As the world watches the uprising in the Arab world, another popular revolt, albeit of a different nature, is taking place in Israel.
What's got Israelis in an uproar? The same thing that raises the ire of many average American citizens: the high cost of living. Israelis want affordable housing, food, gas, goods, and services. Or, as they put it, social justice.
Blame the Cottage Cheese
It all started back in June, when Israelis joined forces on Facebook to lower the price of cottage cheese. Israelis love their cottage cheese. Consumers boycotted the product for a few weeks. Eventually, the boycott worked and the dairies dropped the prices of cottage cheese and other products.
As it turns out, cottage cheese was but a symptom of a much larger problem, and just the beginning of huge expression of popular dissent over the regulation issues that have led to prohibitively high costs in the country.
During the next month, many students and young middle-class Israelis protested high rents and housing prices by moving into tent camps they raised in many of Israel's major cities, including Tel-Aviv and Jerusalem. They also organized several large peaceful demonstrations.
Other than affordable housing, they want the government to change the system in which a few tycoons and families have a stranglehold over the Israeli market. They want to see more competition and regulation.
Tycoons in Control
The Israeli market has one of the tightest concentrations of corporate and economic power in the Western world. Ten families control 160 Israeli public companies, the Bank of Israel found. About 16 tycoons, families, and conglomerates control half the market, often through a pyramid structure, according to Israeli parliament findings.
These controlling families have their tentacles in everything from financial services to media to bread. It's a thinly veiled oligopoly. As a result, Israelis pay much more for goods and services than other developed nations and have one of the largest gaps between rich and poor among industrialized countries.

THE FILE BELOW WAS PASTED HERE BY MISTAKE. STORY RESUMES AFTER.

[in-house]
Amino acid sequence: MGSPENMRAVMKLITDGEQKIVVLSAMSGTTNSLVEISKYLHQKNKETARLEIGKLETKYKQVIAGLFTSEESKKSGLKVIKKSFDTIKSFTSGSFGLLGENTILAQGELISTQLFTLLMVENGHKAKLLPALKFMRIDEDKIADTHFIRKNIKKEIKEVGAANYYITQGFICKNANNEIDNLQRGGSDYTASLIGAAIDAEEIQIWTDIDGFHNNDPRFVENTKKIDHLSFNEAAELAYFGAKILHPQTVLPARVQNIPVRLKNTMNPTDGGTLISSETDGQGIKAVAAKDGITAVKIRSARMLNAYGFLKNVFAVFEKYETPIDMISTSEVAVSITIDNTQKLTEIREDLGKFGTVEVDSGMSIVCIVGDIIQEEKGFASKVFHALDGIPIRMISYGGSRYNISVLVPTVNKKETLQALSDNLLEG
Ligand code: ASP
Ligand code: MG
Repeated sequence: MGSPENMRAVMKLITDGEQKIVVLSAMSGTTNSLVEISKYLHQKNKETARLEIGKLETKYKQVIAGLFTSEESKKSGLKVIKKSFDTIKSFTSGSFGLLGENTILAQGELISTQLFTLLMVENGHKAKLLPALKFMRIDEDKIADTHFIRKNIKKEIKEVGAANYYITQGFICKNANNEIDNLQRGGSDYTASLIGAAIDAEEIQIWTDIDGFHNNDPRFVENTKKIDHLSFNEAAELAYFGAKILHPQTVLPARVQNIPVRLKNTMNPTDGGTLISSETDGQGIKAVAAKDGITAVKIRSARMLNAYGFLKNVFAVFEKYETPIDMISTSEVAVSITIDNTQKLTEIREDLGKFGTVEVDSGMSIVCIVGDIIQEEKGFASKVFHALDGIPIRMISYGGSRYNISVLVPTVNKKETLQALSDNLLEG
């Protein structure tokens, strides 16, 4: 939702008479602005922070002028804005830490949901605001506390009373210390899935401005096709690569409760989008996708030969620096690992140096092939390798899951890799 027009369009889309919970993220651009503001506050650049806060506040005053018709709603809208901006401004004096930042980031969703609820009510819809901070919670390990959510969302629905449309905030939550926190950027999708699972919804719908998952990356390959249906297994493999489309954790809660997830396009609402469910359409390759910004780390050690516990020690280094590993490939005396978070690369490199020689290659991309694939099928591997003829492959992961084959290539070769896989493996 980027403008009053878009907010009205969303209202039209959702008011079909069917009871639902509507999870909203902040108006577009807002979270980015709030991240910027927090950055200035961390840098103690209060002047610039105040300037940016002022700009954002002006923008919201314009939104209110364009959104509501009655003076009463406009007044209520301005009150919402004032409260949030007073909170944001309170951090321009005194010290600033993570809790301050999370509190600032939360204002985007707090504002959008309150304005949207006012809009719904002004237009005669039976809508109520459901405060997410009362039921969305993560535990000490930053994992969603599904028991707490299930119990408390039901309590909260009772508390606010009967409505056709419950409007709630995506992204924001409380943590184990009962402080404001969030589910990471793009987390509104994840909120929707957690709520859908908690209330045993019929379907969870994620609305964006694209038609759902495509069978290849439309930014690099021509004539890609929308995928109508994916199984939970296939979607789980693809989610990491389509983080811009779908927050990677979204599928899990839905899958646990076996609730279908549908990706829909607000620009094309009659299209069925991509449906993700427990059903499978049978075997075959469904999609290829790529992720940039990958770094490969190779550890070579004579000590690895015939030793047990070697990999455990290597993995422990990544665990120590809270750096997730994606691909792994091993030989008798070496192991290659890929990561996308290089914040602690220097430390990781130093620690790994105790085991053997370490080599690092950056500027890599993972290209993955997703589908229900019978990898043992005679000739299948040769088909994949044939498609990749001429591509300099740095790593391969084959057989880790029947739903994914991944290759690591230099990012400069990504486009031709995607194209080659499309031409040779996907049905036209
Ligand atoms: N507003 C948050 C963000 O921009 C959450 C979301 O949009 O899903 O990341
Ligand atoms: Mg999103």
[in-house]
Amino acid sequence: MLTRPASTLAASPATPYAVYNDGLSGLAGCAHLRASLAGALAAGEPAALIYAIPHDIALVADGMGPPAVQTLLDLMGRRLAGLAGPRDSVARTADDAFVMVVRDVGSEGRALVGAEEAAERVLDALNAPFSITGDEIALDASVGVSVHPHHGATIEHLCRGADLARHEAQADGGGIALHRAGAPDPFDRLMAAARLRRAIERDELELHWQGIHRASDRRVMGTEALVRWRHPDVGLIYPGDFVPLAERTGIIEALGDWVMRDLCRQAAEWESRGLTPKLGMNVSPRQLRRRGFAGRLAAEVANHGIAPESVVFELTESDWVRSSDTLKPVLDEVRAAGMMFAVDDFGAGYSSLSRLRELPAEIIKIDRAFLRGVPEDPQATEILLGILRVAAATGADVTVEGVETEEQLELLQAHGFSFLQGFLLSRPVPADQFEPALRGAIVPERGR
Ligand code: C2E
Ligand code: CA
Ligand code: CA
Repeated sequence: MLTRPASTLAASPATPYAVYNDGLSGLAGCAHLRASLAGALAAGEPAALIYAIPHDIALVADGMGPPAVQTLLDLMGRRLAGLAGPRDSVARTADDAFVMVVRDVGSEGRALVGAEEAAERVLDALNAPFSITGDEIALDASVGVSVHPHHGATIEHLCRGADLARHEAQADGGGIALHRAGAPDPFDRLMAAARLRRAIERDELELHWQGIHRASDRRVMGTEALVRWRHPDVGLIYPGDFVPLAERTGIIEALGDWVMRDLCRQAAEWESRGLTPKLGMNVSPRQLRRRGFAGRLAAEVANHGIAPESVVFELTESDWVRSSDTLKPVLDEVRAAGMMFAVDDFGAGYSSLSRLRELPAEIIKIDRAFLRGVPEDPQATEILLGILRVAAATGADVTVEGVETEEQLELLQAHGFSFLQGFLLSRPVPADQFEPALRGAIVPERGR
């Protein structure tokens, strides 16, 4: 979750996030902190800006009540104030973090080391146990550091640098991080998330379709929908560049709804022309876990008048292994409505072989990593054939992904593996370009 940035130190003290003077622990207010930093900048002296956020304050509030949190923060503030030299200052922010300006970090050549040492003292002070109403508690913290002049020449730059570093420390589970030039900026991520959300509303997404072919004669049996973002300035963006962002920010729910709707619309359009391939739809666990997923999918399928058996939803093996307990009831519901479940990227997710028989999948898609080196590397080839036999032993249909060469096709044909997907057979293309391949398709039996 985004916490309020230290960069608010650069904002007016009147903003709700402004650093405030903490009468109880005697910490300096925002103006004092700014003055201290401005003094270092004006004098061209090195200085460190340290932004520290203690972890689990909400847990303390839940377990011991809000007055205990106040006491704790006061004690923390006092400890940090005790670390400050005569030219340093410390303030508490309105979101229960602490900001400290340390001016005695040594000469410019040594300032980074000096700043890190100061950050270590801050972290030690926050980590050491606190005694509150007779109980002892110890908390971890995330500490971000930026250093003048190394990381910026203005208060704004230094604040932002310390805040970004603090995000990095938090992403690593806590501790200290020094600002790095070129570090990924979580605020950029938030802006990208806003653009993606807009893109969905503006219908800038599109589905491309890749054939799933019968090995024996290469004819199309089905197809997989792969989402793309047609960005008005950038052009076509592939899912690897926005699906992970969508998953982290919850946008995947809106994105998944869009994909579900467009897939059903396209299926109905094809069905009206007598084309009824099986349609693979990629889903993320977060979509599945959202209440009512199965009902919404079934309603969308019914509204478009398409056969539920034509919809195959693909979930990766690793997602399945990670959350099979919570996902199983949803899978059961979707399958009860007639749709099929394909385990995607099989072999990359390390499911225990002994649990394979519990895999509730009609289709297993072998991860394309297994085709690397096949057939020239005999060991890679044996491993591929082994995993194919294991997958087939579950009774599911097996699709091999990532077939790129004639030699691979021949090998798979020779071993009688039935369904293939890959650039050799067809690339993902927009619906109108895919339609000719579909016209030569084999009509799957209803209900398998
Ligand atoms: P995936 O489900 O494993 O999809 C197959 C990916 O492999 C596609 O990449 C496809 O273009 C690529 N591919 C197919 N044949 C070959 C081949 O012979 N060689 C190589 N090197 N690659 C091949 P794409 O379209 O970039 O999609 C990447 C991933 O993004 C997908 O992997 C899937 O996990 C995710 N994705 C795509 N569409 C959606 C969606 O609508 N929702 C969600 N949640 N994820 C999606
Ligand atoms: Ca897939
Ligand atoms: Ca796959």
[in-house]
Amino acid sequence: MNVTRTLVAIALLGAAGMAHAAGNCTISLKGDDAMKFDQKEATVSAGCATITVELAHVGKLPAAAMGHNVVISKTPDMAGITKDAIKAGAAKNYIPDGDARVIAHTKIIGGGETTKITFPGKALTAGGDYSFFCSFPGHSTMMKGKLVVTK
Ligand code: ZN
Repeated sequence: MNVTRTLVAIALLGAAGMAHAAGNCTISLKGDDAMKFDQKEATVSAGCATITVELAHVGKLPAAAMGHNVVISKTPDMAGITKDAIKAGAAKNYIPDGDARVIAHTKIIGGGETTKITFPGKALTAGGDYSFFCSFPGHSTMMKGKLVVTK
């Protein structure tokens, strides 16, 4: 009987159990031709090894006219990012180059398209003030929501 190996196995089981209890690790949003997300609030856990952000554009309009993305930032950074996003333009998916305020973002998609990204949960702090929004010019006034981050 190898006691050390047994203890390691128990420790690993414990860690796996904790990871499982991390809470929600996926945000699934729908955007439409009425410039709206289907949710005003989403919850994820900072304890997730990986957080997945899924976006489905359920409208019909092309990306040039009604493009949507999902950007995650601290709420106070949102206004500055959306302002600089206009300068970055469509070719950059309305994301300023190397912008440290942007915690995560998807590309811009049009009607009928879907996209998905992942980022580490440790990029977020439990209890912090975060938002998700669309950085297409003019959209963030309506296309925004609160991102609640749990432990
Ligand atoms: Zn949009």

The cottage cheese issue is a good example of how this concentration of power hurts the people.
There are just three dairies that control the market, and they've been hiking prices for a while, enjoying the protection of the high tariffs imposed on imported dairy products. In fact, those same dairies also export their products to Europe and the U.S. But foreign customers pay 50% less than Israelis pay for the cottage cheese made in their own backyard, which is more than odd considering the cost of transportation.
Lowering Prices One Boycott at a Time
Seeing as the government isn't doing enough to protect the market from oligopolies, the consumers took it upon themselves. On the hot seat after cottage cheese was Israel's largest supermarket chain, Nochi Dankner's Shufersal (or Super-Sol), whose market share of bar-coded foodstuffs is a staggering 37%.
The demonstrators demanded a substantial reduction in prices at the chain. About half the public said they would join in the boycott if it went ahead. Shufersal's management negotiated with the protesters and has agreed to a 20% cut on 30 leading food products, including bread, milk, eggs, and baby formula, for at least a year. Another large supermarket chain, Mega, controlled by Blue Square (BSI), immediately followed suit.
Now the protesters are organizing a million-person march for Saturday -- no small feat for Israel's population of roughly 7 million. After that, they will begin the so-called 10 plagues initiative, which will target one controlling family/tycoon at a time. The first target is Yitzhak Tshuva and his Delek (DK) gas stations.
Does Social Protest Work?
Last month, Prime Minister Netanyahu promised he would look into oligopolies in the market. But with many of the interested parties also holding positions in the government and the Israeli parliament, and with strong lobbies by many of the groups, reforms won't be easy to come by.
While the American public doesn't have the same concerns as Israelis do, they have others. It's interesting to contemplate what would happen if the U.S. took a cue from the peaceful consumer revolt in Israel. The march of the unemployed, for example, could see millions upon millions in the streets, demanding jobs.
Motley Fool contributor Melly Alazraki does not own any shares in the companies mentioned.
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